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September 18, 2010 / scherstuhl

More comfortable with the freakishly fake than the real OR: Celeb “Bags” & Katherine Heigl Photoshop Fail!

Friday night, after I caught the daft and hilarious Kristen Schaal reading from The Sexy Book of Sexy Sex at Book Soup, Los Angeles coughed up two glittering examples of the west’s absurd/insane relationship with the female body — examples both as weird as Schaal’s sex advice and taint monologues.

First, at Melrose and La Brea, I gaped at this billboard for some new Katherine Heigl movie.

Exposure to cosmic rays have left Katherine Heigl with a superhuman capacity for stretching, just not as an actress.

Apparently, she plays Plastic Man. Seriously, look at those endless, noodley arms, just the thing to lure the fetishist audience who hoped to see Richard Dreyfuss hook up with that one spindly alien at the end of Close Encounters. If she were to clasp those Aresnio fingers of hers, she could jump rope with her own body.

Except for these cases when Photoshop fails, we accept such manipulations of the female form: always longer, straighter, more willowy than nature. It’s like every actress and model is run over with a digital rolling-pin. This is so common that buzzy media folks freak the fuck out about bodies that resist this processing.

Back at Book Soup, I likewise gaped at the sneaky headlines on this British magazine:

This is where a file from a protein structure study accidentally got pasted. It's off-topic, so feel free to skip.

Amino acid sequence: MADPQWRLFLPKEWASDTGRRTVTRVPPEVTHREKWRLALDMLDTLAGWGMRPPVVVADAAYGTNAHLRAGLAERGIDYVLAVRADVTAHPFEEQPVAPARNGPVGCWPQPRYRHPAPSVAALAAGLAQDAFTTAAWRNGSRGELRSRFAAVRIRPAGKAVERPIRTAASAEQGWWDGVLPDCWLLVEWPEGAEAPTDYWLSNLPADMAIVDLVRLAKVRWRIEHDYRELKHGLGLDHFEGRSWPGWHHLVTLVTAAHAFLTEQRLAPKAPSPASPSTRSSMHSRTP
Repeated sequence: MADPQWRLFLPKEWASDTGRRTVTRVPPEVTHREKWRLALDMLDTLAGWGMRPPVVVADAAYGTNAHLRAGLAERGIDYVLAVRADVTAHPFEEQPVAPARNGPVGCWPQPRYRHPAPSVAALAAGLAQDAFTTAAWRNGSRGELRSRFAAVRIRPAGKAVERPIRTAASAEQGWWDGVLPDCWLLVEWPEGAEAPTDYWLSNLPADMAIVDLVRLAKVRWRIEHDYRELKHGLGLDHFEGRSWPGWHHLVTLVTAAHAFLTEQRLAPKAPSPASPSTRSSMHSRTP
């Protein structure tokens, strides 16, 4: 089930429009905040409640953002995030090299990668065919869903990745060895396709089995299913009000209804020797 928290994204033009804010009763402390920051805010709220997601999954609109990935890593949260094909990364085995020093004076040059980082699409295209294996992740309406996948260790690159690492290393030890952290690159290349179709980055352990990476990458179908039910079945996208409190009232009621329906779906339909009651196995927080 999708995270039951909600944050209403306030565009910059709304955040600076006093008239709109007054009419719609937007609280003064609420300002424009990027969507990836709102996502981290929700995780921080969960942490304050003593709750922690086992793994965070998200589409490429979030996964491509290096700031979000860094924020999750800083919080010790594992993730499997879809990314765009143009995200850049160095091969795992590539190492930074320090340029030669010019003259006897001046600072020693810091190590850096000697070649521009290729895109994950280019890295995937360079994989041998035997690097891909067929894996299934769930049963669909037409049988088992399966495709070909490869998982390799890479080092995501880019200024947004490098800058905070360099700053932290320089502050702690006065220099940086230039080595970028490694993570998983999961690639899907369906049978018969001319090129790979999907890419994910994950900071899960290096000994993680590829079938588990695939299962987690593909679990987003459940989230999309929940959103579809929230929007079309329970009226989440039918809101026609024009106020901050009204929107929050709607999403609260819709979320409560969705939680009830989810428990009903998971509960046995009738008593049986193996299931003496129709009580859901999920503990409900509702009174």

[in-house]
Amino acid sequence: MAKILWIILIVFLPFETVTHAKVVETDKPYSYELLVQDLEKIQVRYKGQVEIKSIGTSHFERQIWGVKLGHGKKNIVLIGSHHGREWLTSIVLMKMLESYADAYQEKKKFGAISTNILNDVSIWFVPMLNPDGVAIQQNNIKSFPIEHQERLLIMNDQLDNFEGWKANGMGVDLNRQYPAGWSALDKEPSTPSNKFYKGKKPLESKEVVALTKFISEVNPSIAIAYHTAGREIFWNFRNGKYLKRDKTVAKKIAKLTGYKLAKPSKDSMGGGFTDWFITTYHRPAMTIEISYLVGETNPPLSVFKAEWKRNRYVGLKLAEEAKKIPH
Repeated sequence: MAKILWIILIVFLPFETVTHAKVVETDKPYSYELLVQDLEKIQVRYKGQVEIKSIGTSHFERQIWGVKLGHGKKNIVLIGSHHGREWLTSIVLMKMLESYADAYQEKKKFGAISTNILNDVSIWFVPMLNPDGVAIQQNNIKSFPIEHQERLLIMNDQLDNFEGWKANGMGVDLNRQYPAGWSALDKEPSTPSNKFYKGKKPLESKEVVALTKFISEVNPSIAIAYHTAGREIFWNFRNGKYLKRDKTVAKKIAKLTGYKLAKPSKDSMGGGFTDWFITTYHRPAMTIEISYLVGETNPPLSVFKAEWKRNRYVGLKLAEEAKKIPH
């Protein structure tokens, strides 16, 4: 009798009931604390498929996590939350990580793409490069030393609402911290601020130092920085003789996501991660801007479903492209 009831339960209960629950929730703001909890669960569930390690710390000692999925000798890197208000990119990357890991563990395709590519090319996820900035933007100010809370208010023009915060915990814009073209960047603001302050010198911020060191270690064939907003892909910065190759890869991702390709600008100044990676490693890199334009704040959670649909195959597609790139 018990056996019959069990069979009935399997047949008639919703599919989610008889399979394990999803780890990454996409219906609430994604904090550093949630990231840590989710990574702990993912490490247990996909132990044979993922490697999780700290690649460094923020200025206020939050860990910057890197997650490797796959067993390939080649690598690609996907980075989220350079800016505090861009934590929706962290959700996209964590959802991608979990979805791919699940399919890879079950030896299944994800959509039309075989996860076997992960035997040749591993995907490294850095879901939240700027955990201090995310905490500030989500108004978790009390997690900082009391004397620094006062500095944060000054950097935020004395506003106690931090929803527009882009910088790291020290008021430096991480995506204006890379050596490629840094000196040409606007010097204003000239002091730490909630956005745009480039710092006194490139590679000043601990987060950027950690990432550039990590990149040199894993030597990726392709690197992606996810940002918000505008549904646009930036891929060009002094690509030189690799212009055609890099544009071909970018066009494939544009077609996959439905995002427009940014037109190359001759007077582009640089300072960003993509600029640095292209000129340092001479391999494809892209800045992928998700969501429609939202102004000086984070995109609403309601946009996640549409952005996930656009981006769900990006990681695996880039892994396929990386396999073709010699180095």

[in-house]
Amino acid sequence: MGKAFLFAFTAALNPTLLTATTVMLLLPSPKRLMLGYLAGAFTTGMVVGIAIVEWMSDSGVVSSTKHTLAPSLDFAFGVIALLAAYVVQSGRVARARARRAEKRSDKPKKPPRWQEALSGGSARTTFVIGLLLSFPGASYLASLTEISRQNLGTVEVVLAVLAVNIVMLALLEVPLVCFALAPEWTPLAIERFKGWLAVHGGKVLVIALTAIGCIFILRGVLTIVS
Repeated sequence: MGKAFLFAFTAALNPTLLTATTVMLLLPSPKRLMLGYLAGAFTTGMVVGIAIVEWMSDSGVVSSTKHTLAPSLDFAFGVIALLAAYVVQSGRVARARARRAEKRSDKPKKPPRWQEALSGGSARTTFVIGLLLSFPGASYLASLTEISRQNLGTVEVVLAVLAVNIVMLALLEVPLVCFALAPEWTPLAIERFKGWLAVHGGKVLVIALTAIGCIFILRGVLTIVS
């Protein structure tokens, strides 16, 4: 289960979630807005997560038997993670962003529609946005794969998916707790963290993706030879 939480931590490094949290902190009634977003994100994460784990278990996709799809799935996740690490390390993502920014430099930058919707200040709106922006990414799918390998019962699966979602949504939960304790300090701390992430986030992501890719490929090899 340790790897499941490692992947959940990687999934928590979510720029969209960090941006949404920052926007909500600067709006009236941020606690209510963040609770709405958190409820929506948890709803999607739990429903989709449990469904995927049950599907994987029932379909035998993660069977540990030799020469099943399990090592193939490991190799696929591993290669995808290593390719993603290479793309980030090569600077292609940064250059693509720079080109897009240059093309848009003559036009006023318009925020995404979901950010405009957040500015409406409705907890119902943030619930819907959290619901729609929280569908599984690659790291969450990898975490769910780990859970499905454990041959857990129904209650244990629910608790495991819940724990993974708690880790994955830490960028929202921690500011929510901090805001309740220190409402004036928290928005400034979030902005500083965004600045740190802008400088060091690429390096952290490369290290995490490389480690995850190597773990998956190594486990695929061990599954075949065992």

Check out Christina Hendricks‘ AMAZING AUTUMN BAGS!

Her burst of autumnal cleavage is followed by breathless amazement that a beautiful woman with such measurements might possibly achieve Hollywood success. But the “bags” bit seems to me goofier even than the editors taking such a public guess at her bra size. The impulse to sex up every single phrase on magazine covers hasn’t struck me this funny/sad since Cosmo‘s “How to Blow a Job Interview.

And if that covert headline looks like an accident to you, check the words just beneath the proud jut of Jennifer Aniston‘s tanktop: “Jen Bags Hot 29 Year -Old Millionaire!”

“Bags,” of course, lines right up with ’em.

So, this is an official term is in the stylebook, now? Does this mean the men stuck in Hollywood’s shopping palaces might at last join the women in giggling over whose bags are originals and whose are knockoffs?

[Weird L.A. moment: While snapping shots of the Heigl billboard, two different sets of people stopped to ask if I was in the movie or something.]

— Alan Scherstuhl

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